I got together with Anne about a year ago, when I was at a very low point in my life. When she met me, I had just ended a very unhappy relationship, I was 50 pounds overweight, I had almost no money left in my savings, and my apartment was kind of a mess — just like my whole life. (I won’t bore you with all the details. You all know how romances work. I just want to say here and now she’s the best and most genuine person I’ve ever met, and her presence changed everything.)
Three months after Anne and I started dating, she encouraged me to establish a monthly budget (yes, we talked about finances early on). I went through my bank statements, and I realized that I recently have been saving about $500 every month without even trying. At first, I put it down to Anne’s frugal lifestyle and shared costs, but then I started to dig a little deeper. Obviously I had spent it on something.
What had I been buying with that $500 per month? Where had that money gone? To answer that, I have to get back to my ex-girlfriend. You know, the unhappy relationship I just ended before I met Anne. Let’s call her “Winnie” for anonymity’s sake. Winnie and I got together during a time of her life where everything went well. She had just gotten a new job and moved into a new apartment in a new city. She was funny and attentive, very interested in everything I wanted to share, and we spent a lot of time just talking and getting to know each other. But after a while, things started to change.
It was subtle at first — small things annoyed her, not just about me, but about everything. She started complaining about her job, about her neighbors, her colleagues, her family, her friends, about life and how everything was just so disappointing. She wrote me tense little messages during the day. Everything seemed to annoy her, and after a while, she made it clear that our relationship was also a constant source of disappointment to her. I wasn’t passionate enough. I didn’t miss her enough. Did I even want to be with her?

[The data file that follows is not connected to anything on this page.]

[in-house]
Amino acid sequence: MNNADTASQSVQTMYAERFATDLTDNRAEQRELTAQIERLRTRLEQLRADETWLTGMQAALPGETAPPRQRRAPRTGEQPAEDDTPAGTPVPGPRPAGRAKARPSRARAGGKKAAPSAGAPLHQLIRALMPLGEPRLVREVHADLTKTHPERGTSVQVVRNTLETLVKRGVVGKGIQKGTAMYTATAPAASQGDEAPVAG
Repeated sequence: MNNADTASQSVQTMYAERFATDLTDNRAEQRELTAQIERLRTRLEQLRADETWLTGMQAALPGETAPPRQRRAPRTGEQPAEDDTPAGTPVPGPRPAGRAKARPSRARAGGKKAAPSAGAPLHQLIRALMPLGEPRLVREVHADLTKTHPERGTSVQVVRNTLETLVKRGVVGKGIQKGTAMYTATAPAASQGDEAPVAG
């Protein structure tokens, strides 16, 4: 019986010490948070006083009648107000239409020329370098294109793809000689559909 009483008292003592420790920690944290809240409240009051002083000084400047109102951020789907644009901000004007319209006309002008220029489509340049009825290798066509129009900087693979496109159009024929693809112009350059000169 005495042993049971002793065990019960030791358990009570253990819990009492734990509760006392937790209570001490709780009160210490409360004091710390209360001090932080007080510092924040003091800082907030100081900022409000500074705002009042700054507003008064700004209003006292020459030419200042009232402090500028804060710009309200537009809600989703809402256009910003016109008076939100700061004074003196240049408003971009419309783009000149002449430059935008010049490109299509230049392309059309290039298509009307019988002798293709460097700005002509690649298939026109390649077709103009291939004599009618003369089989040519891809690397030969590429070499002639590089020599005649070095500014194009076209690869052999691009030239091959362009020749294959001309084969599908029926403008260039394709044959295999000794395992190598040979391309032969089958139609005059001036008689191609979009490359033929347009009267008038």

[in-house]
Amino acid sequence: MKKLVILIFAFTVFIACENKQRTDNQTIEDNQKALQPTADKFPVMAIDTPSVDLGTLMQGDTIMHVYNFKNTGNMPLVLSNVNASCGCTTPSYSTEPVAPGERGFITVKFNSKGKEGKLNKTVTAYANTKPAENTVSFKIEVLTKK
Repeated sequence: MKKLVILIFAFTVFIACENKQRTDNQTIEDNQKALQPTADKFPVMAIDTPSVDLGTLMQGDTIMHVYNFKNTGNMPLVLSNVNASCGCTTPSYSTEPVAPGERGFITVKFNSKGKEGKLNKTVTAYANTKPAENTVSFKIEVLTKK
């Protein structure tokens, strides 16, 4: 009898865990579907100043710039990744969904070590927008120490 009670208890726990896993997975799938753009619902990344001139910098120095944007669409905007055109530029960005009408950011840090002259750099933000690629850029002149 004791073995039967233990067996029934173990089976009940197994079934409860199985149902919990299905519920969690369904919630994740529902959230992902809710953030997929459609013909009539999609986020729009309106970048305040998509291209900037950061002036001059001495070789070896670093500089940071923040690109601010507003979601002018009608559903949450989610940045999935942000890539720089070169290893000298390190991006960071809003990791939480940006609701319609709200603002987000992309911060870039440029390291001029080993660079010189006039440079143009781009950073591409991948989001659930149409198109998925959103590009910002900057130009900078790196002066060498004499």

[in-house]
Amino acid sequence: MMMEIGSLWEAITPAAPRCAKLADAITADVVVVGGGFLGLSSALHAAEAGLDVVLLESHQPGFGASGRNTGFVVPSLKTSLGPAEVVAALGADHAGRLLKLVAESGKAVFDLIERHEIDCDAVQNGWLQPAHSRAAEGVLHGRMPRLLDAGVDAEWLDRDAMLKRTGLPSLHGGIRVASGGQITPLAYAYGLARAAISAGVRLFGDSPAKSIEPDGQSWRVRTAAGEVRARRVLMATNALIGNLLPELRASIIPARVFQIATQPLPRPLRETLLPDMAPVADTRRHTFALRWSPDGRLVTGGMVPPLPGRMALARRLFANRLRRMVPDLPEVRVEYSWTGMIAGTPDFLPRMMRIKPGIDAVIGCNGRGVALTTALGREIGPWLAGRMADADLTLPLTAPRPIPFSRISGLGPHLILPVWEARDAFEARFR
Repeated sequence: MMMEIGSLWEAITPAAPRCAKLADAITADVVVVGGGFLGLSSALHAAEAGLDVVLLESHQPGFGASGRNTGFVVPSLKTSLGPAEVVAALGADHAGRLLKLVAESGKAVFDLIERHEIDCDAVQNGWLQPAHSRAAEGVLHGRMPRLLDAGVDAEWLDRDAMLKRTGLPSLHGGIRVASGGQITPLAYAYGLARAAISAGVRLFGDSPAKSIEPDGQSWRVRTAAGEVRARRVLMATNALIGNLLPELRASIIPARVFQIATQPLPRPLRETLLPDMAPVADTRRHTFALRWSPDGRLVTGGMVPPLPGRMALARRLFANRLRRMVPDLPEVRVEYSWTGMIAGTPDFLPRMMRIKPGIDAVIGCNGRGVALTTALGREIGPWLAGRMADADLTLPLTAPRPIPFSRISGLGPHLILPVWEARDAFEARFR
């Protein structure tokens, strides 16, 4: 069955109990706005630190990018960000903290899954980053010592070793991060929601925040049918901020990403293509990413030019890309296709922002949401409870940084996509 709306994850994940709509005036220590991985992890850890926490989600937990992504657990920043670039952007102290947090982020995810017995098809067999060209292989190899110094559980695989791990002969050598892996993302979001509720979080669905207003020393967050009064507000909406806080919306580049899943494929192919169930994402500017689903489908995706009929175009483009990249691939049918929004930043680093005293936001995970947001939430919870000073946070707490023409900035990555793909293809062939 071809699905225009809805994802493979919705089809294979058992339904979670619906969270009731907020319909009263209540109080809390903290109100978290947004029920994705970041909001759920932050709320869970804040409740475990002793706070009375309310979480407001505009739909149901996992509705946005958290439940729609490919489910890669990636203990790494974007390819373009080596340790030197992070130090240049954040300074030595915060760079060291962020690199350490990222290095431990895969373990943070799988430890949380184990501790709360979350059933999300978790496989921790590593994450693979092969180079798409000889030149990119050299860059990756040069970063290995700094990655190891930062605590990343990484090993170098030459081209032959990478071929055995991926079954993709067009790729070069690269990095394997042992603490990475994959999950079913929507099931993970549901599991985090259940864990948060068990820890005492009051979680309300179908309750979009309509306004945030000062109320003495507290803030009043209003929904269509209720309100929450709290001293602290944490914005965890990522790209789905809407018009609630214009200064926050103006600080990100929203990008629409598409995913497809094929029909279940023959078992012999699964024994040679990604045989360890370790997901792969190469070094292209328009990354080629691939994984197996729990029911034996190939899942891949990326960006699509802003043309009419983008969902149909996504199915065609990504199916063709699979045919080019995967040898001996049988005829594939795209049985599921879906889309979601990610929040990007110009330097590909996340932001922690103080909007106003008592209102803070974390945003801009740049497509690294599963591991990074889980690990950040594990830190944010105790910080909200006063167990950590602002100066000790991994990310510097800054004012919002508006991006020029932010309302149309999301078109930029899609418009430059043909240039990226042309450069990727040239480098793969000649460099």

So, I did what any girlfriend would do, and I tried to get her out of what I thought was a bad place. I encouraged her to try out new things. I tried to support her hobbies, to be more invested in her interests. I texted her nice things whenever I thought of her. I bought her stuff. I tried to show her new places and people. I listened when she complained about not having something, and then I would get out of my way and buy it for her.
Of course, nothing worked. It only got worse. My words were the wrong words. My gifts were the wrong gifts. My activities were not what she wanted. The places I showed her, the people I wanted her to meet made her feel “inadequate,” which made her feel angry. She wouldn’t get loud or yell at me, but she started to sulk for hours or days and she kept writing vague little tweets about people who were “so fake” or shallow little liars or broke their promises. Whenever I asked her if any of these were about me, she would deny it, but when she wrote stuff like “relationships are so much better in fiction than in real life,” it was pretty hard to believe her.
Whenever I tried to talk to her about how much she hurt me and how much I wanted things to be better, she would become angry. She would tell me I was being an insensitive jerk — didn’t I realize what she was going through at the moment? Also, why didn’t I love her enough?
For two years, I kept trying to make it work. I wanted the woman I fell in love with back. To be honest, I thought that was the real Winnie, and she was just being trapped in a very bad place. I kept waiting. I thought if only she had a better job…If only we’d lived closer…If only she had nicer friends…If only…
Eventually, I realized that I was waiting for something that would never happen. THIS was the real Winnie, and the one I had met during our honeymoon phase had been a fluke. It didn’t matter what happened, and it honestly didn’t matter what I did or didn’t do, as she would complain about everything. Nothing ever satisfied her. So, I walked out of the relationship, humiliated and angry, but mostly relieved. Life, I decided, had the potential to be great, and it wasn’t my fault that she didn’t realize it.